When Carrie Mess and her mother-in-law stopped in at Panera Bread for lunch, the restaurant chain did not see it coming. And, quite frankly, neither did Carrie, a.k.a. “Dairy Carrie,” a former city girl turned dairy farmer and blogger from Wisconsin.
She was aggravated with the antibiotic-free claims about the chicken on the menu for the almost $20 lunch for two. She shared her feelings about the menu through social media and found out that the menu was just the start of what she feels is anti-agriculture fear-driven marketing at Panera Bread.
“I snapped a photo and put it on my Dairy Carrie Facebook page as a conversation starter. I didn’t really expect much out of it, but within a couple hours I’d had a lot of conversation on it. Then one of my friends sent me a message asking if I had seen the ad campaign about the EZ Chicken. More people were finding more stuff and sending it to me all the time,” Mess said. “I wasn’t bothered by the idea that people would like to purchase chicken not raised with antibiotics. I have nothing against that whatsoever. The images they had though, alluded that farmers that use antibiotics are lazy. That was point one that was unacceptable to me. Then, in general, they were saying that if you buy food anywhere other than Panera Bread it has antibiotics in it. Using fear to sell sandwiches is not acceptable in my book. That is not what we should be doing.”
The more she saw, the more agitated she got. In response, she wrote a post on her popular blog about the unsettling marketing plan. Things progressed rapidly from there.
“The first day I posted the blog, I had over 26,000 views and now it is over 150,000 views,” she said. “My email and phone messages and Facebook are overwhelming. My phone battery is dying after a couple of hours every day.”
The blog drummed up agricultural outcry from across the country with people taking to Panera Bread’s Facebook Page and to Twitter with the hashtag #pluckezchicken. They eventually resulted in a response from Panera Bread. Panera’s chief marketing officer, Michael Simon called Mess.
“We had a discussion about their marketing campaign. We talked about modern ag practices, but my goal was to have the marketing campaign corrected. He strongly stands behind his company’s message. He said we will take down any of the images that are offensive,” Mess said. “I asked him about a public apology and he said they will put out a statement clarifying their stance on the issue. They did take down a couple of photos but that has been it. In general though, the campaign is still up and we are still angry.”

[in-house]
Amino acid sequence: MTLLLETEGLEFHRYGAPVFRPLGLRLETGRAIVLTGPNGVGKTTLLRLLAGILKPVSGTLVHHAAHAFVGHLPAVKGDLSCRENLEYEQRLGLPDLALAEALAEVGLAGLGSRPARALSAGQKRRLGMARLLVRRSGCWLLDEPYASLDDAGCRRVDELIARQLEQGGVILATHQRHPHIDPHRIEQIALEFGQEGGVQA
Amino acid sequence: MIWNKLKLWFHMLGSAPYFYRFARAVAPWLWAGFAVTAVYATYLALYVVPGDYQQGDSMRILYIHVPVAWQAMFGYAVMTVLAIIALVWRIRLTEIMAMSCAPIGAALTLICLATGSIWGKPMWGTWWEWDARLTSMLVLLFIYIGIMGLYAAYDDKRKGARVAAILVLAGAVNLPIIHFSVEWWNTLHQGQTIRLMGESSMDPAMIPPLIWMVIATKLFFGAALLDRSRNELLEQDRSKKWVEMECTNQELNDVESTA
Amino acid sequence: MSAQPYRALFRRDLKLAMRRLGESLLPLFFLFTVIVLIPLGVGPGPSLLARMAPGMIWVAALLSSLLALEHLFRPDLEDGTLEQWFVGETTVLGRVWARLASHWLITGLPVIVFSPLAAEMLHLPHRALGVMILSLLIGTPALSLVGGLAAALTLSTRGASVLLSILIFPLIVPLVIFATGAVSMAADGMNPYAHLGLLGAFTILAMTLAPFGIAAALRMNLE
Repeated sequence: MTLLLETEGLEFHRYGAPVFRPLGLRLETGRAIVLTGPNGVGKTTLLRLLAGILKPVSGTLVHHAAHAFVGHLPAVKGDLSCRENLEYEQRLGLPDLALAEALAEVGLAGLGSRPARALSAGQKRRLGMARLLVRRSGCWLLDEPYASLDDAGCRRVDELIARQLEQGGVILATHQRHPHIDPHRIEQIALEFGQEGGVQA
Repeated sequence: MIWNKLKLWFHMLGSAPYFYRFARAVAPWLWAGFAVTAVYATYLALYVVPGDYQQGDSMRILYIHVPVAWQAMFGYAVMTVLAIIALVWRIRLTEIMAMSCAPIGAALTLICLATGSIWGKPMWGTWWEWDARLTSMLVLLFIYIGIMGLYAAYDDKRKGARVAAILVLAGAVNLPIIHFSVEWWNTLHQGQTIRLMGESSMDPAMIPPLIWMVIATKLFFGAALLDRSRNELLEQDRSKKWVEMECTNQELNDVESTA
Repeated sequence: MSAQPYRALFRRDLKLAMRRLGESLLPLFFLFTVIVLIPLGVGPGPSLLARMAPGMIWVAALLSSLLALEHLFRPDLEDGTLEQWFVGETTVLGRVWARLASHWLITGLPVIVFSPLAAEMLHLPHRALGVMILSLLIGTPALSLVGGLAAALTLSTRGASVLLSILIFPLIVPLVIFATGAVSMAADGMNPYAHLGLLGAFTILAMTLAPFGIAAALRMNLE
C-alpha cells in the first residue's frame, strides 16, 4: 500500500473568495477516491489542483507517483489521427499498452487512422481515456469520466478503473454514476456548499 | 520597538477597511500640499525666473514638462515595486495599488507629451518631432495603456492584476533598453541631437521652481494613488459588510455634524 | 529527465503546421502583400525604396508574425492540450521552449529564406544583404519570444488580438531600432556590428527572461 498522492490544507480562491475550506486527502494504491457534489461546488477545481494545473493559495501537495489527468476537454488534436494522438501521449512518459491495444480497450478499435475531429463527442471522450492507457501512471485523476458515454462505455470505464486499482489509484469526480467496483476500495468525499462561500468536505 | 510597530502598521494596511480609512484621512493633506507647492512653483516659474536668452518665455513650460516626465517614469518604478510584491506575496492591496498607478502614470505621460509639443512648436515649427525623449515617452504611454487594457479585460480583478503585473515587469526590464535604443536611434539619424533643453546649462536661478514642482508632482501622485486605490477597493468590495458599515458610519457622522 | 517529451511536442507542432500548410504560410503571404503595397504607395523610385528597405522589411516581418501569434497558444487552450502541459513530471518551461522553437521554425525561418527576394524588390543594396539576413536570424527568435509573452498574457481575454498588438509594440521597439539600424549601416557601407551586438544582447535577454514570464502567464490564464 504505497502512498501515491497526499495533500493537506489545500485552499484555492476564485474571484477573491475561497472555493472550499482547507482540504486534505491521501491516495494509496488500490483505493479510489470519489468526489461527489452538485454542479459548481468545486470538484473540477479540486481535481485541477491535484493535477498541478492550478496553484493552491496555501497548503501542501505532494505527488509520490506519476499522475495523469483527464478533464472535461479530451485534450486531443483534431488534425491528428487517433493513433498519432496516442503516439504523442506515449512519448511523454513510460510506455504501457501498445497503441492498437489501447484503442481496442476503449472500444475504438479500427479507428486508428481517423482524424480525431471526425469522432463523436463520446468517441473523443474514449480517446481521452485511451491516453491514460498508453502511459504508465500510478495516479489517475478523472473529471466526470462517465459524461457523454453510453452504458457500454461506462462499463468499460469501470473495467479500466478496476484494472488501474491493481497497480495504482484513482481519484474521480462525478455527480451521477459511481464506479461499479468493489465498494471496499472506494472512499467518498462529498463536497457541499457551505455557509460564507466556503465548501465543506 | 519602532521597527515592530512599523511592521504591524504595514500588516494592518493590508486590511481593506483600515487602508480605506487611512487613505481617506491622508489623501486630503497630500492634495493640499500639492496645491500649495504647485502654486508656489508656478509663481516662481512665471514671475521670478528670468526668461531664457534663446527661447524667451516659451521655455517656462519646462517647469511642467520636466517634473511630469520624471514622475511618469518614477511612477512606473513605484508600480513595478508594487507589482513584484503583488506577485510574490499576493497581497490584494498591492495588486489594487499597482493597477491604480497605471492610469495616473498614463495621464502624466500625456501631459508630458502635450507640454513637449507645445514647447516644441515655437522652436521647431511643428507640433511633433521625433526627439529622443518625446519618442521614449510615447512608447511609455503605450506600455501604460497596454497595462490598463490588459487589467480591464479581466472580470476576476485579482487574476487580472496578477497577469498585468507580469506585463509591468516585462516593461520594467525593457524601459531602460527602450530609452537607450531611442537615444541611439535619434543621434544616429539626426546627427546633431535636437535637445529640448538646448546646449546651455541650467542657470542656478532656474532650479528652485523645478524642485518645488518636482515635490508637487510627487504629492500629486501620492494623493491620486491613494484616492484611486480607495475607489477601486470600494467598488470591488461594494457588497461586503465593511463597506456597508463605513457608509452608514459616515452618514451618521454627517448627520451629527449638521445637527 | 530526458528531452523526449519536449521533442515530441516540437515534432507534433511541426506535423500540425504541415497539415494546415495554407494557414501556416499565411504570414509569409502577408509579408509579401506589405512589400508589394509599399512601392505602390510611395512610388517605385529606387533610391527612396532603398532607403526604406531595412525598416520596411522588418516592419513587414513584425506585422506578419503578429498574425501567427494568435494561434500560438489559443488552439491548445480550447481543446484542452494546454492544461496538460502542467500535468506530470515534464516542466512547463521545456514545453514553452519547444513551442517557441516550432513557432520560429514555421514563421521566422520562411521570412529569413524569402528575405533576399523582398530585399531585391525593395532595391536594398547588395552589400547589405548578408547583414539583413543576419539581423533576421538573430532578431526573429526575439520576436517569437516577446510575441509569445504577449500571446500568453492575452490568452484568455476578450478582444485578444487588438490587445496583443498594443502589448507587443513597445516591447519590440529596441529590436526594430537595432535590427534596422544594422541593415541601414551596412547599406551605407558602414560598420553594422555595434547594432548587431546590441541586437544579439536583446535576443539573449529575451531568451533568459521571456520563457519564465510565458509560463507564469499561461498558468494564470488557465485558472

Another part of the discussion was the seemingly divergent science on the issue, based upon the perspective of either side of the conversation.
“He said that for any study I put up, he can find a study that says the opposite. There is some sort of science to prove anything if you want to find it. That is where so much of the confusion about our food comes from,” she said. “He felt pretty strongly that his facts were the correct facts and I, of course, feel my facts are the correct facts. We might not agree on the facts, but we don’t really have to to affect change with this marketing campaign. It is not OK to use fear for marketing.”
The folks at Panera Bread are taking action in response to the agricultural concerns.
“The EZ chicken character is no longer in any of our digital and social media. There are no plans to bring the EZ chicken back. The pill shaped chicken is still there,” said Linn Parrish, vice president of public relations for Panera. “People have their different perspectives and all we can talk to is what we set out to do. The intent of the EZ chicken character was to show that Panera has taken the hard road in terms of sourcing protein made without antibiotics.”
“Ten years ago our chief concept officer that leads our culinary team was bemoaning the fact that our chicken didn’t taste very good. He went on a journey to find better tasting chicken and he believes that he found that in chicken that has never been raised with antibiotics. We chose it for taste. That is what we were referring to — the hard road we have taken. We certainly realize that antibiotics play a role in the health of animals. The EZ chicken character we think was misinterpreted and we really apologize for that. Our intent was never to denigrate other types of farming practices. We heard the concerns and respectfully removed it.”
The pill barn image shown at the top is still up on the Panera Facebook page and while they have removed the EZ chicken character from social media the actual campaign ‘the hard road’ is still being used.